Citric acid crystals by Polarized light microscopy 100X

Citric acid crystals by Polarized light microscopy - Abstract Art by Robert Berdan ©

Citric acid crystals by Polarized light microscopy 50X

Citric acid crystals by Polarized light microscopy - Abstract art by Robert Berdan ©

Citric acid crystals by Polarized light microscopy 200X

Citric acid crystals by Polarized light microscopy by Robert Berdan

Citric acid crystals by Polarized light microscopy 100X

Tylenol (Acetaminphen) Crystals by Polarized light microscopy - Abstract art by Robert Berdan ©

Tylenol (Acetaminophen) Crystals by Polarized light microscopy 100X

Potassium Ferricyanide crystals by Polarized light microscopy 100X

Of all the subjects I have photographed no other subject shows the saturation and variety of colours that I see when examining crystals and other birefringent specimens in a light microscope with polarized light. Below I describe how I make these crystals and a little about the science. For more in depth understanding of polarized light in crystals see some of my links and references.

The Science behind the pictures

Making the crystals is fairly easy, I start with different chemicals, some of them are household chemicals and medicines like Tylenol and I dissolve them into a test tube with water. I use a Vortex mixer to agitate the tube vigorously and try to produce a concentrated solution. I then place one or two drops on a microscope slide and allow the water (or sometimes alcohol) to evaporate. Heating the slides on a hot plate briefly can accelerate the process, but the slow evaporation method seems to produce the biggest and best crystals.

Above is a set of microscope slides I have covered with different crystalline solutions. After 10 min to several hours crystals will often form and then I can begin to look at them through my microscope equipped with a Polarizer (over the light source) and an analyzer ( another polarizer inside the eyepiece). I use wave plates to enhance the colour, a simple wave plate can be made by placing Scotch tape (old type) on a microscope slide.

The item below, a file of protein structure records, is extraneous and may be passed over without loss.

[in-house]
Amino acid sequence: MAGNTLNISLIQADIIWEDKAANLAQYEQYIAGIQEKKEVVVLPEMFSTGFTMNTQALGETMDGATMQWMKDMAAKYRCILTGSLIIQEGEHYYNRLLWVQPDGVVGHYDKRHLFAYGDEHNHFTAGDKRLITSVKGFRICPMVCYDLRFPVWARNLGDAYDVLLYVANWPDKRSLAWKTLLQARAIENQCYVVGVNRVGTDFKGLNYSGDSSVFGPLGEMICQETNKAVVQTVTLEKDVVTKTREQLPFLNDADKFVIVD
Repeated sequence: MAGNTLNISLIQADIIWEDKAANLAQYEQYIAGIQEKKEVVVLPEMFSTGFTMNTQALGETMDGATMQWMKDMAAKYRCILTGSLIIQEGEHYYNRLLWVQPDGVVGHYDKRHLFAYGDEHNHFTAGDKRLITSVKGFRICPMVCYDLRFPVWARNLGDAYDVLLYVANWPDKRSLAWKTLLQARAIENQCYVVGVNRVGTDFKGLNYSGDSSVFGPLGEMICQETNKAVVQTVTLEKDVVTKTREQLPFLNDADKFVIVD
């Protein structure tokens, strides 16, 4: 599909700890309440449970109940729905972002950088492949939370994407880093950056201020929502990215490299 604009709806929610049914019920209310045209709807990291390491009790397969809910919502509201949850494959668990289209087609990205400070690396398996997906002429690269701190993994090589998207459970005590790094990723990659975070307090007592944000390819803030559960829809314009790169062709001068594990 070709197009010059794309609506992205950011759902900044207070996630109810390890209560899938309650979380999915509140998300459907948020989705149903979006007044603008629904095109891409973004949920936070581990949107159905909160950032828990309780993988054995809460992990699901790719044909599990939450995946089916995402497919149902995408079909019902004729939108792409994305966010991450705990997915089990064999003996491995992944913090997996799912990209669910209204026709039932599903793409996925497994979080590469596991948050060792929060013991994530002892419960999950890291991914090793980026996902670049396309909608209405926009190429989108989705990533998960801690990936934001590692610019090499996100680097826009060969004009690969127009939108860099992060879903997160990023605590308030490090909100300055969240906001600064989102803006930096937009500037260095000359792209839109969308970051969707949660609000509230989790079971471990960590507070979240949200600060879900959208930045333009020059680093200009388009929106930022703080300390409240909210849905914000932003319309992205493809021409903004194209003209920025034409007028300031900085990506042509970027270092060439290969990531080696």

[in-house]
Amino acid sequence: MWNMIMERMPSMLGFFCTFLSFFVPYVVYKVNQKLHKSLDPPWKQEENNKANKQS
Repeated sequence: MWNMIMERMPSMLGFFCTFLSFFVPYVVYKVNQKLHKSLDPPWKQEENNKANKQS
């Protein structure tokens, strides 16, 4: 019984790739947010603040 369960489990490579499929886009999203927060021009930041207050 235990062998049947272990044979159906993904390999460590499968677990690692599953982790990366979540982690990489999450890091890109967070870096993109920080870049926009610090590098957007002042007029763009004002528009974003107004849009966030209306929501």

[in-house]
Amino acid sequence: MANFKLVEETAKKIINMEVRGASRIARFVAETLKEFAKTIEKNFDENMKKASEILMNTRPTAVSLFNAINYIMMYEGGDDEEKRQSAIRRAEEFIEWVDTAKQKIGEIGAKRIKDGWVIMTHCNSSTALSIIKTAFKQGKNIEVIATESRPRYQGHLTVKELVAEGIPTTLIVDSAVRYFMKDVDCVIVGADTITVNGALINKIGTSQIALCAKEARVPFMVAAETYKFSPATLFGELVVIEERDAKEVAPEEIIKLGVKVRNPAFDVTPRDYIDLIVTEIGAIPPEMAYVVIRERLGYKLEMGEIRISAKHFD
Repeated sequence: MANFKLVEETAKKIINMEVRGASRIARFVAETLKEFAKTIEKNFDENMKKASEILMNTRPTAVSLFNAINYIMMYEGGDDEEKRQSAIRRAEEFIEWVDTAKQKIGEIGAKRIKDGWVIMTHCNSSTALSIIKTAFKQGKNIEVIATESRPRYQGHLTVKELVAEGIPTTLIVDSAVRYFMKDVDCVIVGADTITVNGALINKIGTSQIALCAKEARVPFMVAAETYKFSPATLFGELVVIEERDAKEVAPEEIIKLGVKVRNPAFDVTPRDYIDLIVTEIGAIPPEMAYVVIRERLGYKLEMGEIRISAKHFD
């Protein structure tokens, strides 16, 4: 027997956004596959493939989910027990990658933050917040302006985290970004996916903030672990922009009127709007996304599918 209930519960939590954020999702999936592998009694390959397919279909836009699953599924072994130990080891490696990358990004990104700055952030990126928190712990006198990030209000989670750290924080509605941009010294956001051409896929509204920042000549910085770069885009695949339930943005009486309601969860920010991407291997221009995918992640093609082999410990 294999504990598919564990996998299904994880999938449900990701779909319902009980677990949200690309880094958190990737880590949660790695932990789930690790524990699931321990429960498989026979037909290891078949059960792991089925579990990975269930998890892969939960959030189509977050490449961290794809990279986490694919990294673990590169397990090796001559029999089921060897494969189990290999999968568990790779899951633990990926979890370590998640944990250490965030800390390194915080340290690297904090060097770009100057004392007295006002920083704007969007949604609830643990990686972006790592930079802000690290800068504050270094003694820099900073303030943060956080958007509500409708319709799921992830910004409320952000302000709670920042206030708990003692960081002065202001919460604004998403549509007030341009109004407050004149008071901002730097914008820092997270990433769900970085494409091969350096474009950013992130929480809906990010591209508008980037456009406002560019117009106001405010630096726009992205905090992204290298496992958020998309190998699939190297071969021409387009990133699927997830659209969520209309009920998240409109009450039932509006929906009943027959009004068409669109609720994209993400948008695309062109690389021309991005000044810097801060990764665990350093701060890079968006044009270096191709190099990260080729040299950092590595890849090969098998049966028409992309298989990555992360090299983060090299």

Above I have two large polarizing sheets which are crossed and block light where they overlap. Some crystals like the Mica crystal placed between the polarizers "bend" the polarized light so that the polarized light undergoes interference and certain colours (wavelengths) are omitted by destructive interference. The colours depend on the refractive index of the crystal and the thickness which is why you are looking at different colours in this large crystal. The same process occurs in a light microscope, but the crystal are of course much smaller.

Above I placed a microscope slide between the polarizers on my photography light box - you can see some of the colours in the citric acid crystals. When viewed in a light microscope you will see pictures like those I show above. Usually only 4X, 10X, or 20X objective are required and almost any light microscope can be used. For really large crystals you could use a macro lens like I have above.